1862: Theresa J. Frizzell to Mary Paul

This letter was written by Theresa J. Frizzell [or Frizzelle] (1836-1879), the daughter of Lysander P. Frizzell (1807-1885) and Harriet Robinson (1815-1878) of Montville township, Medina county, Ohio. Writing to her “Cousin Mary,” Theresa conveys the sad news of the death of her brother, Henry Frizzell (1841-1862), from typhoid fever on 1 March 1862 while serving with the 6th Ohio Independent Battery.

The 6th Ohio Battery was organized late in 1861 and in Columbia, Kentucky on 15 January 1862. According to the unit’s history, the “battery was divided, Lieutenant McElroy’s section (six-pound guns) remaining in Columbia, while the other four guns were taken to Jamestown, Kentucky, there reporting to Colonel Thomas E. Bramlette. This section proceeded five miles south of the town to the Cumberland river, but, through mistake, took position at the ferry landing. Rebel cavalry pickets, stationed on the opposite bank, took the alarm, and reported to General O. B. Crittenden, the Rebel commander, the presence of a National force. This accident precipitated the battle of Mill Springs. The battery remained at this point, watching the river, until the fall of Nashville. In company with the Third Kentucky, Nineteenth Ohio, and Colonel Woolford’s cavalry, the battery sailed on transports to Nashville, arriving there March 19th. While lying in camp [“Camp Green”] on the Tennessee River, it lost, by disease, Corporal James M. Walton and privates James Brandon, George Nier, and Henry Frizzell.”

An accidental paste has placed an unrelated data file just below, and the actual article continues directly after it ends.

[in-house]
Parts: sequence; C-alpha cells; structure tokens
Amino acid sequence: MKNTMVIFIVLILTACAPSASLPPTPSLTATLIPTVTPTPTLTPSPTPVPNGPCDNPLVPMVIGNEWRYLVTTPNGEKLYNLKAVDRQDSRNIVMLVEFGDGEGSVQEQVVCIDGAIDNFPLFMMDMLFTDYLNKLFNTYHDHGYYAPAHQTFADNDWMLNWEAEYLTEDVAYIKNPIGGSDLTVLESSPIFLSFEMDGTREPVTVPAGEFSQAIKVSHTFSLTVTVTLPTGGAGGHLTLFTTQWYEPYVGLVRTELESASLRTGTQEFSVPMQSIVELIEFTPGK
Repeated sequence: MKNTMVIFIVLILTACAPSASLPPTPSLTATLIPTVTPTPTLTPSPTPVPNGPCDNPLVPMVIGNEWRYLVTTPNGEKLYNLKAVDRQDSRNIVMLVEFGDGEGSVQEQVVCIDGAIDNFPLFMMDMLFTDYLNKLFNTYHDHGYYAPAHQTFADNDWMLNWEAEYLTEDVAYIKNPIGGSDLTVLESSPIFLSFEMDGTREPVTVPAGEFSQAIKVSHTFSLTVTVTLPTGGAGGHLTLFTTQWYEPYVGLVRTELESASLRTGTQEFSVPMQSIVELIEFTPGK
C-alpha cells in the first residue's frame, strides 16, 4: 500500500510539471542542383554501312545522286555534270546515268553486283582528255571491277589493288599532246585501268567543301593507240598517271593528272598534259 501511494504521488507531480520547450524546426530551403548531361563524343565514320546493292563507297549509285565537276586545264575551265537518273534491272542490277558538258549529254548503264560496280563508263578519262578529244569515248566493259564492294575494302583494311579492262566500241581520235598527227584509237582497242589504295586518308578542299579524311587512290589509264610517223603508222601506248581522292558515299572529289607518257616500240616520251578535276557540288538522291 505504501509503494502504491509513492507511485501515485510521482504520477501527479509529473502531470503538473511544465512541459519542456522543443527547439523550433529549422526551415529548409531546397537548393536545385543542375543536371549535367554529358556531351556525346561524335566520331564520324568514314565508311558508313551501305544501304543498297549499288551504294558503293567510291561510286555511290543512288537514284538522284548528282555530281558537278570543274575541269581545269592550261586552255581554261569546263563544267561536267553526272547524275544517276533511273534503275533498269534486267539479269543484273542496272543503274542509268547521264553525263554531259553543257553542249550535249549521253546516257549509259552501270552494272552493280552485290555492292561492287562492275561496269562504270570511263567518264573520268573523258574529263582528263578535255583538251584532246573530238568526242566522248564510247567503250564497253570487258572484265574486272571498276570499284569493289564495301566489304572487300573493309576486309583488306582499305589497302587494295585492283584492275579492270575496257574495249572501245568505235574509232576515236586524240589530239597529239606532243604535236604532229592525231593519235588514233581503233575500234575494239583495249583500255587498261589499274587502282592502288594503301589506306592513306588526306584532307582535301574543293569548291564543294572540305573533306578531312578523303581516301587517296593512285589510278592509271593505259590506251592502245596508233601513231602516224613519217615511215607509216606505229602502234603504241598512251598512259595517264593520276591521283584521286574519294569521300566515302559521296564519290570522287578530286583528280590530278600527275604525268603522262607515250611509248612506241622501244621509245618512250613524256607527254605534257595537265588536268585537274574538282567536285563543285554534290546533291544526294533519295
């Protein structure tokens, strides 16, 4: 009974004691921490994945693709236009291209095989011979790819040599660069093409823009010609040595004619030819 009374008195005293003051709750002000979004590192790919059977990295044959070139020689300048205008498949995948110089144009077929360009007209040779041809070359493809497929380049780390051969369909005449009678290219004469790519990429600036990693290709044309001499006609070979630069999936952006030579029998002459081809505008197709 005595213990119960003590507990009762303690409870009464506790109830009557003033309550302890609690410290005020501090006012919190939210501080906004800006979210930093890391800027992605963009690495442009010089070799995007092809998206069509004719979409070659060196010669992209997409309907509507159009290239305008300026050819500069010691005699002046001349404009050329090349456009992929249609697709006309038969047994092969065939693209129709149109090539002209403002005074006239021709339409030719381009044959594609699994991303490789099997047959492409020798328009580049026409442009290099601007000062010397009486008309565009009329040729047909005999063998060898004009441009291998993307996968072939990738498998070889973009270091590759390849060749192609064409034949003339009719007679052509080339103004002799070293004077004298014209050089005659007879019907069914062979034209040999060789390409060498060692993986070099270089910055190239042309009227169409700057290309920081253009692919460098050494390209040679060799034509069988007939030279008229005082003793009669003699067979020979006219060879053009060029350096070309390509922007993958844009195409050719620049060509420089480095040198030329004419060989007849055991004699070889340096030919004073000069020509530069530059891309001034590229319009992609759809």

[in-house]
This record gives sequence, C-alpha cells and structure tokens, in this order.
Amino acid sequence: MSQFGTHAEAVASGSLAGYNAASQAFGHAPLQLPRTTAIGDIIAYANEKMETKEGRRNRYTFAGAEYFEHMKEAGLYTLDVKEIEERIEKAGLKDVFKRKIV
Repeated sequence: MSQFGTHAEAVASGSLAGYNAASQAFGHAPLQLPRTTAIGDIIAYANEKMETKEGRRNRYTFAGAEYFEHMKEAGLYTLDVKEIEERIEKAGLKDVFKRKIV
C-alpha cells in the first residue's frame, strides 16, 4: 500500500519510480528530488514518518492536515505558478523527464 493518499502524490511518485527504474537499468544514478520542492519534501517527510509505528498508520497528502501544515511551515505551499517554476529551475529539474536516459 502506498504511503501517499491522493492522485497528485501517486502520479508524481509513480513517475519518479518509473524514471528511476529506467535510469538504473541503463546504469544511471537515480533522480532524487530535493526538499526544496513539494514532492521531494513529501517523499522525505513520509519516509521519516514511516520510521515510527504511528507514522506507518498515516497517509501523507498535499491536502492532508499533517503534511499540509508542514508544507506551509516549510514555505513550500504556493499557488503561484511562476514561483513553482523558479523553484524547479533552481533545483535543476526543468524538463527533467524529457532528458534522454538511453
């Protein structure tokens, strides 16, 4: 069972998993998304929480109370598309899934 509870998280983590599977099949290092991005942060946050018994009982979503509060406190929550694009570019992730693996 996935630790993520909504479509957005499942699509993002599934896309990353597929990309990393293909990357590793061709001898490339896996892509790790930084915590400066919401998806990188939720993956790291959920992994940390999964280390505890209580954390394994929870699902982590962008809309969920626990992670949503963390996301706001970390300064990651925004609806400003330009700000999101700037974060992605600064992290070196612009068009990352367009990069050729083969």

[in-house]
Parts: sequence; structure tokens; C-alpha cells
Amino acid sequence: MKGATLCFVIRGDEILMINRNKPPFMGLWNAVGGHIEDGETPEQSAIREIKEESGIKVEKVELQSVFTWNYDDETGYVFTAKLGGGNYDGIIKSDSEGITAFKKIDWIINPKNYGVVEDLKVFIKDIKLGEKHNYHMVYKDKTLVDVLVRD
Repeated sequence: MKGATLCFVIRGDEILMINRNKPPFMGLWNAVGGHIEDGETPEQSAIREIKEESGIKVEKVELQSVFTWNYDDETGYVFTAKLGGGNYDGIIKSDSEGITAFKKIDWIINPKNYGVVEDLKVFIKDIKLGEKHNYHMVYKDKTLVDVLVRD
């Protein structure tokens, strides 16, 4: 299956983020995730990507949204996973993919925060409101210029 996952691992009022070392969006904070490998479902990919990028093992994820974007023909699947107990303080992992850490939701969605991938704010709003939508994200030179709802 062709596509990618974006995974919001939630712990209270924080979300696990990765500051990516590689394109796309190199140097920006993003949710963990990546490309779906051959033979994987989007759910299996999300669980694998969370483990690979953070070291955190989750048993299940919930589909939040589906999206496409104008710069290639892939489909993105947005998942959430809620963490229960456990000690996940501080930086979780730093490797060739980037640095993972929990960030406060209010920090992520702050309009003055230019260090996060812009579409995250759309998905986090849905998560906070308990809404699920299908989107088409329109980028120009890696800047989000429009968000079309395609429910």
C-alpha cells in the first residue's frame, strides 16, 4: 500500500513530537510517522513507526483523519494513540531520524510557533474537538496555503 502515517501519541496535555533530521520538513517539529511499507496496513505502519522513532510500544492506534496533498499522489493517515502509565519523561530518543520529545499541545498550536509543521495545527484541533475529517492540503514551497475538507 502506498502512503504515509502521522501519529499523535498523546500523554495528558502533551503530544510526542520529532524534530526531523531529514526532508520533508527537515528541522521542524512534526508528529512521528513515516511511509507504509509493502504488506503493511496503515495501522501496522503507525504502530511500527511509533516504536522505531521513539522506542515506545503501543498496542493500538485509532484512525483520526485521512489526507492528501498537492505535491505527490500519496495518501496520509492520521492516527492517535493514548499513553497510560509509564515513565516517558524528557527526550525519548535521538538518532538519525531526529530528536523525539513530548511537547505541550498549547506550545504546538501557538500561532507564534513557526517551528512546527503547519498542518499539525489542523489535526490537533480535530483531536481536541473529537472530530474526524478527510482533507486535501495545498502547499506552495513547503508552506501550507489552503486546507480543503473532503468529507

Mentioned in the letter is Harrison G. Frizzelle (1840-1908) who also served with Henry in the same battery. Theresa’s younger sister, Mary Ellen (“Nellie”) Frizzelle (1838-1875), also adds to Theresa’s letter.